The Trans-Siberian Railway is one of the most romanticized and best known train trips in the world, running from Moscow all the way across the country to Vladivostok. (An alternate route connects to the Chinese railway system.) Along the way travelers can experience a wide variety of cultures, visiting places such as the Siberian city of Irkutsk and the gorgeous Lake Baikal. Traveling by train is a low-stress way to see the landscape and create your own itinerary.

Visitors can go on an organized Trans-Siberian trip or choose their own schedule. A helpful website for independent travelers is For guided tours, try or

Another rail option popular with visitors is the Sapsan, Russia’s high-speed train between St. Petersburg and Moscow. It travels up to 250 miles an hour, and many people find it more convenient than flying. The trip runs several times daily and takes four hours. There are a few different car classes to chose from, and you will also find a bistro onboard. Learn more about the Sapsan and other rail options at

Russia Train Travel Resources:

Russia by Metro

If you are spending most of your time in cities such as Moscow and St. Petersburg, the metro is an easy and affordable way to travel. Plus, it is a great way to see fantastic architecture and, in St. Petersburg, to experience one of the deepest subways in the world. Be sure to print out a station map before you arrive, as you might not be able to get one in English at the station.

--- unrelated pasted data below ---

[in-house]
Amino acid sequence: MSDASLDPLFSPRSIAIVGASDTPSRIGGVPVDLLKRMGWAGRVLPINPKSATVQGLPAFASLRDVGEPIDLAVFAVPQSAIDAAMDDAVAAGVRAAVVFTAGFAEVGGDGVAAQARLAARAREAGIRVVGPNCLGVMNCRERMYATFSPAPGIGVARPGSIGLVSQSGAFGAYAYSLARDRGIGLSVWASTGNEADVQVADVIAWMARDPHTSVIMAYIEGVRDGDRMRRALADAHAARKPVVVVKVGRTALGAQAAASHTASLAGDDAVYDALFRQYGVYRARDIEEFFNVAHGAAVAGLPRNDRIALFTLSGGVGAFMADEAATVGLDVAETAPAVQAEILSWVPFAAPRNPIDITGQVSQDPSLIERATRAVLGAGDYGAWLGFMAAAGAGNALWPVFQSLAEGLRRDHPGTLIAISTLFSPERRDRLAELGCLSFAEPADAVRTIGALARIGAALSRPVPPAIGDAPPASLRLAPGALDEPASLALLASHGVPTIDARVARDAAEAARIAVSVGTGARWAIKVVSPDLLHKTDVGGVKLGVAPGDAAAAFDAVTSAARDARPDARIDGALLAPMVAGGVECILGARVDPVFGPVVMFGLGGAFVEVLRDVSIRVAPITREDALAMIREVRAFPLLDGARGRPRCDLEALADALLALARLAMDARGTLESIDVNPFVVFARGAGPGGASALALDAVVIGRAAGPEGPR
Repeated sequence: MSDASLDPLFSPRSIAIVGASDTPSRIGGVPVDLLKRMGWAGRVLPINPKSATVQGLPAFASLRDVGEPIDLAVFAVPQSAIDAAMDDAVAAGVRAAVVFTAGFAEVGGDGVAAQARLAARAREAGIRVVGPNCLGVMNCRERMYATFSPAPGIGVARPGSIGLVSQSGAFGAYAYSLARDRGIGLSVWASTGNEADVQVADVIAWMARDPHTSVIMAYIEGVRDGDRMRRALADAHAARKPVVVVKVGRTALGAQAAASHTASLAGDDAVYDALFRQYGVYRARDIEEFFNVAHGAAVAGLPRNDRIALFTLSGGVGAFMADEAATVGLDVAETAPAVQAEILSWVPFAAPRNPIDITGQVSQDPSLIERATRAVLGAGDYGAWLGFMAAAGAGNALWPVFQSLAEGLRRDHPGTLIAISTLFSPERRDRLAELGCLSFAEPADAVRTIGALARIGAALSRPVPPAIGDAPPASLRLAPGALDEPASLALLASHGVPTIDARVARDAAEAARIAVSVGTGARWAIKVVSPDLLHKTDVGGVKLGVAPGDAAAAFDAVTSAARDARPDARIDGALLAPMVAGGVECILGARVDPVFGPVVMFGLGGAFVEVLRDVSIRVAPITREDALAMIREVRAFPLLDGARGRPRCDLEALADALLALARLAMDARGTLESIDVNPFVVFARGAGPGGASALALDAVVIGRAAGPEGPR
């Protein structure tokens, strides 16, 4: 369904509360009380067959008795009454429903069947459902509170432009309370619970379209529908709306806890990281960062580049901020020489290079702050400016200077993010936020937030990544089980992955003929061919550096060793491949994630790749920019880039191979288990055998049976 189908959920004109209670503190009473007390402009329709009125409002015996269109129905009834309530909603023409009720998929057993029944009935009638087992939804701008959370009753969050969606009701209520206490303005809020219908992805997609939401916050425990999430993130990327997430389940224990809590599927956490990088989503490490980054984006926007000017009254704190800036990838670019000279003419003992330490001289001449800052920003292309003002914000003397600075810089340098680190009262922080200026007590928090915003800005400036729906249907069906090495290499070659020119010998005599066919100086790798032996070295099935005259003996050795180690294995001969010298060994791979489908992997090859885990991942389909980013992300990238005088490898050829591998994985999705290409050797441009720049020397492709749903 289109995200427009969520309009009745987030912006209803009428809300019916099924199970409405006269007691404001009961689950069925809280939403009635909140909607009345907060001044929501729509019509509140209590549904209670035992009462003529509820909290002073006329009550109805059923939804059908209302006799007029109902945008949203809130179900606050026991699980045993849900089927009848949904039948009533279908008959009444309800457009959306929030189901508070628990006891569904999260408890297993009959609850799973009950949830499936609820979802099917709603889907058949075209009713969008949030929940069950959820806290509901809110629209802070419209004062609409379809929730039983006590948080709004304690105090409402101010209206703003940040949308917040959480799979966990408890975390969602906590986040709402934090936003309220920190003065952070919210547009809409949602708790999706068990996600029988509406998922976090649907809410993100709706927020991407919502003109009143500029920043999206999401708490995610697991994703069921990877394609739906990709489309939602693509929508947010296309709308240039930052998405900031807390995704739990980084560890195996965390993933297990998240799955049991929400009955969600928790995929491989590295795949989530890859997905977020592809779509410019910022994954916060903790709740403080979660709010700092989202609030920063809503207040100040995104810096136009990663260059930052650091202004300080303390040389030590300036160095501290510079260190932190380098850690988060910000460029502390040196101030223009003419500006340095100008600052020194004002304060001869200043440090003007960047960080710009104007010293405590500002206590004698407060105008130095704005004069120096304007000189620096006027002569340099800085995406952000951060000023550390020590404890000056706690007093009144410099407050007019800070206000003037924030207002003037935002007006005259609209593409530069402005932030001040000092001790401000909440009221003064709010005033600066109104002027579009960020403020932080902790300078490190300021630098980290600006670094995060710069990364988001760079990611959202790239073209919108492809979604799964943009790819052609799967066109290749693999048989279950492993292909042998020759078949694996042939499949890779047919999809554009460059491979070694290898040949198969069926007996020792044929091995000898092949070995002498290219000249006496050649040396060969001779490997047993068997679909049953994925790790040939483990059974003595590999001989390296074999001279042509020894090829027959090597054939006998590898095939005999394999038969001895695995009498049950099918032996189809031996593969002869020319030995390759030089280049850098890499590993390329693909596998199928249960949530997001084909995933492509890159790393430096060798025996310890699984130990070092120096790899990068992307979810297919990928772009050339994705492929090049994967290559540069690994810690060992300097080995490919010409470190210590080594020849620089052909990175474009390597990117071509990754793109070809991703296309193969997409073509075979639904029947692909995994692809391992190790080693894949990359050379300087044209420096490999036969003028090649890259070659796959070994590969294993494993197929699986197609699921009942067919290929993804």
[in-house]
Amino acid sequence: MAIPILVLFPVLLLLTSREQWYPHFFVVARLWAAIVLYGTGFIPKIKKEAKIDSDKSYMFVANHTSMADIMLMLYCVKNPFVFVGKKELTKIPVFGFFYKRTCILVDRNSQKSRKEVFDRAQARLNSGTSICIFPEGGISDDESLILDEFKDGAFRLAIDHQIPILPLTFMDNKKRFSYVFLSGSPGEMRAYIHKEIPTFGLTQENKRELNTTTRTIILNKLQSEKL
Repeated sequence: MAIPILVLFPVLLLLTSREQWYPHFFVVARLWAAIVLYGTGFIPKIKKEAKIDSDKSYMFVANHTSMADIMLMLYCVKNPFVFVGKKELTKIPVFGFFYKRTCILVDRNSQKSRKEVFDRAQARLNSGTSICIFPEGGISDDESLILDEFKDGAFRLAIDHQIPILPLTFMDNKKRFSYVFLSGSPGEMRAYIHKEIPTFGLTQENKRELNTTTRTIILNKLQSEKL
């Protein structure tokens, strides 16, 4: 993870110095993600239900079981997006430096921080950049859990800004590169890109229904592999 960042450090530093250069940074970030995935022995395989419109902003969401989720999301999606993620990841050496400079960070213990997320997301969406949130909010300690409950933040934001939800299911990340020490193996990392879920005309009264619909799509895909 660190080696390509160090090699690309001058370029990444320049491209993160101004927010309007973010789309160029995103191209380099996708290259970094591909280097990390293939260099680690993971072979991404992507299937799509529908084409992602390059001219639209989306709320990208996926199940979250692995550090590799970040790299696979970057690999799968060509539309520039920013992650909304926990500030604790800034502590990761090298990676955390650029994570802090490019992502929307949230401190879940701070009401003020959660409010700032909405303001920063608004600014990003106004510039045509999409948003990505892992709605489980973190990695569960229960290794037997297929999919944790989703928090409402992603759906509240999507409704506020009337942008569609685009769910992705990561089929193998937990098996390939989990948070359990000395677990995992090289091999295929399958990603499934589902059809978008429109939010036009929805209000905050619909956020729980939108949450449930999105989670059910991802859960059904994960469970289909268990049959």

In Moscow the metro stations open at 6 a.m. and stay open until 1 a.m. Passengers can chose from a large options of tickets from one ride to a daily pass and beyond.

In St. Petersburg, trains start running around 5:30 a.m. and shut down between midnight and 1 a.m. As in Moscow, visitors have plenty of ticket choices.

Be sure to have cash to pay for train tickets, as American credit cards are often denied for a variety of reasons.

Russia Metro Resources:

Russia by Cruise Ship and River Boat

Many cruise lines such as Holland America and Princess Cruises have Northern Europe trips that visit St. Petersburg. Most ships dock for two to three days, which allows passengers a variety of options on what to see.

Cruise passengers can stay in Russia for 72 hours without visas only if they have booked tours through companies officially licensed by the Russian government (these can be booked aboard your ship). These companies will supply visitors with a tour ticket, which is called a blanket visa or booking confirmation, and will let you pass the customs/immigration offices without any other documents except your valid passport and a migration card that you will be given onboard. If you wish to tour on your own, your safest bet is to apply for a visa prior to arriving.

To explore more in depth, consider a Russian river cruise with a company such as Viking River Cruises, Uniworld or Scenic. These trips generally include stops in Moscow and St. Petersburg as well as quaint small towns like Yaroslavl and Uglich. For this type of trip you will need a visa, which your cruise line can help you obtain.

Russia Cruise Resources:

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–written by Masada Siegel